Here we are again. Another summer, another tick season to deal with. Ticks are arguably one of the most dangerous pests we have here on Cape Cod. The Center for Disease Control and Prevention has predicted that 2017 will be a very bad year for ticks. Contributing factors include a mild winter (2016-17) and a surge in mouse populations in 2016 (mice are major carriers for ticks and Lyme Disease). While not much has changed since the last time we wrote about ticks (read it here), it never hurts to be reminded. Plus, we’ve got a couple more ideas of what to do, where to go to find more information, etc. So, here are 5 facts about ticks that you may/may not know. They’re great as reminders and general guidelines to keep in mind.
- Watch out for the Nymphs! Nymph stage ticks are responsible for 85% of all tick-borne diseases in Massachusetts. They are most active from May to the end of July (so, right now). Their tiny size (think poppy seed) makes them a challenge to spot on yourself or your pet. About 1 in 4 nymph stage deer ticks carry Lyme disease.
- For repellant, Permethrin is the way to go. There are literally tons of tick repellant products out there. Permethrin is the only one that can provide proven, long-term protection. It can only be applied to clothing. NOT SKIN. And not on your pets. To protect yourself, there’s nothing better than Permethrin-treated clothing, as it is highly effective at killing ticks and can last through multiple washings. The EPA’s position is that treated clothing poses no immediate or long-term effects to toddlers, children, pregnant women or nursing mothers.
- Talk to your vet about tick prevention for your dogs! Dogs are particularly at risk, as they can catch tick-borne diseases such as Lyme Disease, Tularemia, Rocky Mountain Spotted Fever, and Anaplasmosis. For dog-specific tick repellants, according to our local vet, topical treatments (like Advantix and Frontline) have seemed to lose their effectiveness recently. Long term tick collars like Seresto are a good choice. The best practice is to check your pets daily and remove any ticks you see right away.
- Avoid tick friendly habitat. For some of us, this is more challenging than others. I have extensive gardens and our house is on a hill surrounded by woods. Basically, we live in tick heaven. So in my family, we are vigilant when it comes to ticks. If you are visiting Provincetown for a vacation, a stroll down Commercial Street isn’t going to be a problem. But if you are planning to traipse around in the marshes or go hiking in the Beech Forest, wear long clothes, use repellant, shower when you’re done (easiest way to do a tick check) and throw your clothes in the dryer for 20 minutes on high heat (20 minutes = tick death).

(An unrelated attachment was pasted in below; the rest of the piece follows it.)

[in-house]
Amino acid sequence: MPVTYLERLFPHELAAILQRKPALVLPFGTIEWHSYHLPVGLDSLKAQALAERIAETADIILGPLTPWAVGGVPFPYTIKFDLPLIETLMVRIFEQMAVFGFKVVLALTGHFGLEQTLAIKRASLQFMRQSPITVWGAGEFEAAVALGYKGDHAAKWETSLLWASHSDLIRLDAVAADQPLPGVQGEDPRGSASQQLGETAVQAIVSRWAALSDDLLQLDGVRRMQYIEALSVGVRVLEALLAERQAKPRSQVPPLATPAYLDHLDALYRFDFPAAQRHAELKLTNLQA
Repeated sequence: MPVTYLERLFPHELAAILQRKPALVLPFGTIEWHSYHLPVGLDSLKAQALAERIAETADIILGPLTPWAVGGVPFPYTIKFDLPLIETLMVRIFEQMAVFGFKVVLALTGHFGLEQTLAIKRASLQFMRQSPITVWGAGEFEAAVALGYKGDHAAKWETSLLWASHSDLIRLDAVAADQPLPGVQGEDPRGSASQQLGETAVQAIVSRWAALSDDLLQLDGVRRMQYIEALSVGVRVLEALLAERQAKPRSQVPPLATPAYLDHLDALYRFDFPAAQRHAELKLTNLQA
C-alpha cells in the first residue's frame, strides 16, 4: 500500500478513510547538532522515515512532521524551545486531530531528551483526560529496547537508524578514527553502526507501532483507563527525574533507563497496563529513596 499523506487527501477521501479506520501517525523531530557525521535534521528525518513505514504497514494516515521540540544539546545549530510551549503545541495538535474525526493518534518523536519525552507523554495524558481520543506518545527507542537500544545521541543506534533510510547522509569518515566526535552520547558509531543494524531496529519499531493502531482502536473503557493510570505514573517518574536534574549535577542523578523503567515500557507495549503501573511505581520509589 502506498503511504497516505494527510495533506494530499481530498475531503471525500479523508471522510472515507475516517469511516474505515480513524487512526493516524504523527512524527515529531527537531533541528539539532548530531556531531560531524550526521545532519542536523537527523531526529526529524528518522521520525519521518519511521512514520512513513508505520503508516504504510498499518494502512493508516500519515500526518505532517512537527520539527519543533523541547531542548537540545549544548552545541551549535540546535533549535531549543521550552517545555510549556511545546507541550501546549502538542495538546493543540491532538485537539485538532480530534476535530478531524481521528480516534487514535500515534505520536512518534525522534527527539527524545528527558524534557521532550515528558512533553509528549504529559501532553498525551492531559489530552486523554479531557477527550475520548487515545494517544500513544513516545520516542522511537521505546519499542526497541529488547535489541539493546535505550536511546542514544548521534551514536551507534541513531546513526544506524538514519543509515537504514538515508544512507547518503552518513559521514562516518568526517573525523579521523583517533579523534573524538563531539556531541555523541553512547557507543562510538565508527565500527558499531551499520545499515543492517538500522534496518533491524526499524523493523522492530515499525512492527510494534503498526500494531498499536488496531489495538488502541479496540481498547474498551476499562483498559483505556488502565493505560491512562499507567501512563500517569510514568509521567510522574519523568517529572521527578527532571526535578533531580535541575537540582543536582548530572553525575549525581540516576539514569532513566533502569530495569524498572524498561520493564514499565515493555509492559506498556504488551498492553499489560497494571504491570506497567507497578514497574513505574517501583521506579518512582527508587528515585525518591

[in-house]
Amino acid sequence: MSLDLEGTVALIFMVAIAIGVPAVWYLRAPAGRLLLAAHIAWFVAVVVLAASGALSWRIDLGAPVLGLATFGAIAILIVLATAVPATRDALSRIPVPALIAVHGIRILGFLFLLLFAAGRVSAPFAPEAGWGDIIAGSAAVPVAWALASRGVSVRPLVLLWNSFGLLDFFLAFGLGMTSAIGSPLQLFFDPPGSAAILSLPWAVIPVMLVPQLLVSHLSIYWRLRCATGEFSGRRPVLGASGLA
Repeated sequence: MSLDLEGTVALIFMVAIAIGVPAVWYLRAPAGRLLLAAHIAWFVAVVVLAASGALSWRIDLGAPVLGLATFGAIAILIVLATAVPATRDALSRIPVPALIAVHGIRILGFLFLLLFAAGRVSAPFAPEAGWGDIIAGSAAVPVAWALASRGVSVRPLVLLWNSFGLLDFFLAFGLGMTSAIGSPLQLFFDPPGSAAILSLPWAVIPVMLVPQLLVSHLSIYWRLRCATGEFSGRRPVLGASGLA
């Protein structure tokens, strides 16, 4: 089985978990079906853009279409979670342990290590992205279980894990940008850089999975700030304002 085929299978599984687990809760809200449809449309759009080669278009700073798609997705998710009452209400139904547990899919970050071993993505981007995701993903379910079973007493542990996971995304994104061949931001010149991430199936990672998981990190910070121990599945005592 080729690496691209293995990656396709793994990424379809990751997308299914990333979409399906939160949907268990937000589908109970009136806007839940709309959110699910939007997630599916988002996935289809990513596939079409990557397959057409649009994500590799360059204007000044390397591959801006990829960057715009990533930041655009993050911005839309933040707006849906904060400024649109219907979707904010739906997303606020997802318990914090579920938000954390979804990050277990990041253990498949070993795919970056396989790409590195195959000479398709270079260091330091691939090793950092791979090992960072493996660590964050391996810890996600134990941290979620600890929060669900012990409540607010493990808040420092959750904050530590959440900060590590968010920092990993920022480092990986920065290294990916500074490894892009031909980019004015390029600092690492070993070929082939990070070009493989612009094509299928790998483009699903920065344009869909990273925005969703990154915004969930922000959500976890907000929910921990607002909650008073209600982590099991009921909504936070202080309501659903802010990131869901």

- Remove ticks ASAP. It takes more than 24 hours for a nymphal stage deer tick to transmit Lyme, 48 hours for an adult. That’s why it’s key to remove a tick as soon as you see it, whether it be on yourself, a family member, or a pet. The best way to kill a tick is put the tick in a small jar and add alcohol. Do not flush them (they’re resilient little bugs and can crawl out!!). You can save the tick for I.D. and testing. Scientists can test the tick for the whole spectrum of tick-borne diseases and can also tell how long it was attached.
Want more information? Here are some of my favorite Cape Cod & New England-specific resources:
Cape Cod Cooperative Extension : info on repellants and basic tick prevention practices. They’ve also got these helpful rack cards and ID cards with plenty of info as well as ID pictures of the different tick species.
University of Rhode Island Tick Encounter Resource Center : Probably one of the most complete online resources for everything tick-related. If you have questions about a bite, symptoms, the tick’s life cycle, repellant options, you will find it all here.
Laboratory of Medical Zoology Tick Report : UMass’s Lab of Medical Zoology is a leader in tick testing and research. They offer a 3-day turnaround on any tick sent in and they can do a full workup for $50. It could not be easier. You complete the online form, mail in the tick, and receive your results via email. It is pricey and certain people who live in certain towns on Cape Cod can get subsidized rates (although I think they’ve already exhausted the funding for 2017). Sending your ticks in to get tested is really a win-win. The lab gets another data point for their important research and you get a definite answer as to whether the tick had disease-causing pathogens.